8Case 2 Case 2 Pellet Condition - >90% blood staining FISH on Uncultured Amniocytes cells scored according to in house guidelines – female signal patternQF-PCR - Second genotype seen on some markers – very small compared to main genotypeY allele using the AMEL marker – skewed ratioUncultured amniocyte FISH re-scored = 3 male/170QF-PCR Maternal Blood – Showed uncultured amniocyte QF-PCR result was predominantly maternal – second genotype was foetalThis time the pellet was a standard size but there was about 90% blood staining, so this was classified as a plus.According to in house guidelines, 2 people scored 50 cells each on FISH and this gave a female signal pattern. Because this was a pus and not a bloody pellet, we would have reported it if we hadn’t done QF-PCRBecause the QF-PCR showed evidence of a second genotype and a Y allele.Again the Y allele was very small compared to the X allele. In fact if you exclude the AMEL marker you could argue that there is only one genotype here as these two peaks could be stutter and not a second genotype.Again we rescored the FISH and found 3 male cells out of 170.QF-PCR on maternal blood confirmed that the predominat geneotype of the uncultured amniocytes was maternal.Again cultures were very slow growing and G-band analysis showed only female metaphases in culture A with about 6% of male cells on FISH and maternal geneotype on QF-PCR.But culture B had only male metaphases and QF-PCR showed the foetal genotype.Cultures – slow growingCulture a - All female metaphases – 5.7% male on FISH – QF-PCR showed maternal genotypeCulture b - All male metaphases – QF-PCR showed foetal genotype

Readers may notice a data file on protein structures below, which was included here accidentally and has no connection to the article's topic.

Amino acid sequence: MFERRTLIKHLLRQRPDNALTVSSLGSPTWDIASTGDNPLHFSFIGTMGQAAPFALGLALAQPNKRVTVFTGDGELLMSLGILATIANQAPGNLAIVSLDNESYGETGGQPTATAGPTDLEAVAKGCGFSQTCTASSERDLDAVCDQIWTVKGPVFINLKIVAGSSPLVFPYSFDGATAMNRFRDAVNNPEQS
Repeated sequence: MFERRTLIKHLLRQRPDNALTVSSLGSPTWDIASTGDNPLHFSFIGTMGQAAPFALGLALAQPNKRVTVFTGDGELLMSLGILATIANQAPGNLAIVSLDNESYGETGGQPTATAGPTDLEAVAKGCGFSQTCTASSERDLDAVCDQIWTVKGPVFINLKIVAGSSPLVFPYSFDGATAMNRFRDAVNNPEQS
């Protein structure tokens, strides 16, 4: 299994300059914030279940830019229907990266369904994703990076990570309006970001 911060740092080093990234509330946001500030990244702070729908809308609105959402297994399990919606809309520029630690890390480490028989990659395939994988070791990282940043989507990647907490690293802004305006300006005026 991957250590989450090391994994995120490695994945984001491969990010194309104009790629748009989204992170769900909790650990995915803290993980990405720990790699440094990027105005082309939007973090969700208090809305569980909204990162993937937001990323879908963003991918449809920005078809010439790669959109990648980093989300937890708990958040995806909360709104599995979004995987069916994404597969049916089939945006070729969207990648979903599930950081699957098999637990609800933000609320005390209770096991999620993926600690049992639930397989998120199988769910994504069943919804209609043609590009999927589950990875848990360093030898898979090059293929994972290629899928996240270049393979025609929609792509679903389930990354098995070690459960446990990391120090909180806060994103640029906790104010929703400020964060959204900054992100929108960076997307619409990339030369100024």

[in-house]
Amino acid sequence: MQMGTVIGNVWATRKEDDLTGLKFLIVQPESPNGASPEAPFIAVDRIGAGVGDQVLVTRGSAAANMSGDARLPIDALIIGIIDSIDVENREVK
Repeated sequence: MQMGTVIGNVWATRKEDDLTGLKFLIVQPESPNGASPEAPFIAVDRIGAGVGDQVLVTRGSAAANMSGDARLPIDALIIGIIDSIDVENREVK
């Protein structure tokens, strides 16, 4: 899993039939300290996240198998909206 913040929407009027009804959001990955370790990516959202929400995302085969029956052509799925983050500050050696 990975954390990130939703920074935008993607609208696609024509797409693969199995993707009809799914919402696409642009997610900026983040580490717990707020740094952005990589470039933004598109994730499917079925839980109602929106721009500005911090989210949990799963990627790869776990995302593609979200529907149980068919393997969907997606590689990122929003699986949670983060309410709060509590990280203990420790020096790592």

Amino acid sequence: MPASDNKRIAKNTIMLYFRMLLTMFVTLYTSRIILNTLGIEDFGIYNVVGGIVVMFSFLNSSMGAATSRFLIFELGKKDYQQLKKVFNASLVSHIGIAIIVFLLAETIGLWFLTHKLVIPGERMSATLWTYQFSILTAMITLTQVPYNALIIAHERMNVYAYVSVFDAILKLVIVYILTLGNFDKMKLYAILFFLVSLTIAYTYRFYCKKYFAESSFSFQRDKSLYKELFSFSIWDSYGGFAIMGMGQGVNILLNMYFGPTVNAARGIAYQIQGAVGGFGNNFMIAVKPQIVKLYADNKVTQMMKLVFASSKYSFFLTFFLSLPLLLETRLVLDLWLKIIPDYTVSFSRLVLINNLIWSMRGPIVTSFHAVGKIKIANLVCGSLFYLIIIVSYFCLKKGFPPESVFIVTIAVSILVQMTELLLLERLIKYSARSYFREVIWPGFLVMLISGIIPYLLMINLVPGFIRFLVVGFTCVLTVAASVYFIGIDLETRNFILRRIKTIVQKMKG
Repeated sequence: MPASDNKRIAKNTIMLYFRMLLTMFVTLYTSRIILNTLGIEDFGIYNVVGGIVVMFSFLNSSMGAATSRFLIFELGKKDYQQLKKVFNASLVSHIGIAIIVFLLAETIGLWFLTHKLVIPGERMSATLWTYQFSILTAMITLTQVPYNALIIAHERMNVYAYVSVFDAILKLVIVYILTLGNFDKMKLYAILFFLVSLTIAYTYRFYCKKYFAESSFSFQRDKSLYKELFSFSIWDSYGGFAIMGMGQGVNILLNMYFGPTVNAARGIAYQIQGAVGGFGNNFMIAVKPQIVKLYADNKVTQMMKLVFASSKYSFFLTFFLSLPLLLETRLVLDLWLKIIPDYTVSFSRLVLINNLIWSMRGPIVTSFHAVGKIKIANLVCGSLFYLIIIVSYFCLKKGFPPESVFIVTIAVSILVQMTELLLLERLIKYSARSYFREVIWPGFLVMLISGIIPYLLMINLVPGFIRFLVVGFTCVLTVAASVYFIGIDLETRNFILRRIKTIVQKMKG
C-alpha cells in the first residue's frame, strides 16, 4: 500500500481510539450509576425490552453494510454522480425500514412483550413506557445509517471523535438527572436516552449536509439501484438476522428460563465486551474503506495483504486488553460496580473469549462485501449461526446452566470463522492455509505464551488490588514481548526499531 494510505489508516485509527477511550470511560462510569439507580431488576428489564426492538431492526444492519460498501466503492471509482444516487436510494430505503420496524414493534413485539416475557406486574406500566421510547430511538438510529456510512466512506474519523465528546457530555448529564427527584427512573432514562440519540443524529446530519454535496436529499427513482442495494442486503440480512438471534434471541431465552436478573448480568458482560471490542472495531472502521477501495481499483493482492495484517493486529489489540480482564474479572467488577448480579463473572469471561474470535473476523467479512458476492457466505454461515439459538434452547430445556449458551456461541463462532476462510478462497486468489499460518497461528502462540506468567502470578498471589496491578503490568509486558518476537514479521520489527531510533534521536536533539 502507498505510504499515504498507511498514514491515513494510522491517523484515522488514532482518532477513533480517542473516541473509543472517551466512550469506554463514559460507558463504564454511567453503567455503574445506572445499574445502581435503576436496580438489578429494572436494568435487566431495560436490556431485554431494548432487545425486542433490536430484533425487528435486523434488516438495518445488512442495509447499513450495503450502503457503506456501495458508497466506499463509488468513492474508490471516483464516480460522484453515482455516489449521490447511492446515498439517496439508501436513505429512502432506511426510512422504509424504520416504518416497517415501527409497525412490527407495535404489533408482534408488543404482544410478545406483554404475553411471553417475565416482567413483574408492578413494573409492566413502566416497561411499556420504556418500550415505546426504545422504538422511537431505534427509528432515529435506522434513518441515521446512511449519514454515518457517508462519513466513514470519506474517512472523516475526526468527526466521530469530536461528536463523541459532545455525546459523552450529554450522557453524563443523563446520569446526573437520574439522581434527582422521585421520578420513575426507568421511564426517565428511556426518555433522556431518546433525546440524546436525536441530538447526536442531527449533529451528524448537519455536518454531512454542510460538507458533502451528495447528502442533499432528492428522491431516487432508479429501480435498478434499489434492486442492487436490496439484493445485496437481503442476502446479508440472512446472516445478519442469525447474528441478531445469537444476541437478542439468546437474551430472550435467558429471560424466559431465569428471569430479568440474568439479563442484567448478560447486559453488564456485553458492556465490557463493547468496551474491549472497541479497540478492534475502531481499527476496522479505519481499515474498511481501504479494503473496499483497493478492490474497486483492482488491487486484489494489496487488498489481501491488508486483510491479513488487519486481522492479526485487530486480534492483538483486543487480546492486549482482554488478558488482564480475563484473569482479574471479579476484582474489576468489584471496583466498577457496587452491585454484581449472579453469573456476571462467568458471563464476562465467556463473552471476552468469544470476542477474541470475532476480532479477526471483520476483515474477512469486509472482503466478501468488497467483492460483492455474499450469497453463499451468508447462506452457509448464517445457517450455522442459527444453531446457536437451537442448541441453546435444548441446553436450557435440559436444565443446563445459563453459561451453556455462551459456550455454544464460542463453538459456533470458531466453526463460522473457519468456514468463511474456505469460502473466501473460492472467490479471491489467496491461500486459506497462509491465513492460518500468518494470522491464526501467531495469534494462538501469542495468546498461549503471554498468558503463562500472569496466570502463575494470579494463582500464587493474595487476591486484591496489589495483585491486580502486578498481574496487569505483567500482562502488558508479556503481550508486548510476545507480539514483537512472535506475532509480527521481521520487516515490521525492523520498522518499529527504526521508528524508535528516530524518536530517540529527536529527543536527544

9Case 2 Uncultured Amniocytes Case 2 Culture b1. So here are the markers from the uncultured amniocytes and from culture B.So you can see that the X and Y alleles are in a 1:1 ratio. The foetus is homozygous for D13S628. In D13S634, this allele at 414bp is from mum and this other one is from dad.And in this marker, this allele at 290bp is from mum and this one at 278 is from dad.These alleles in D18S1002 are identical to the maternal alleles.This allele here at 209bp is from mum and if we look at the uncultured amniocyte plot we can see evidence of the paternal allele at 220bp, which is this one here.PMMPMP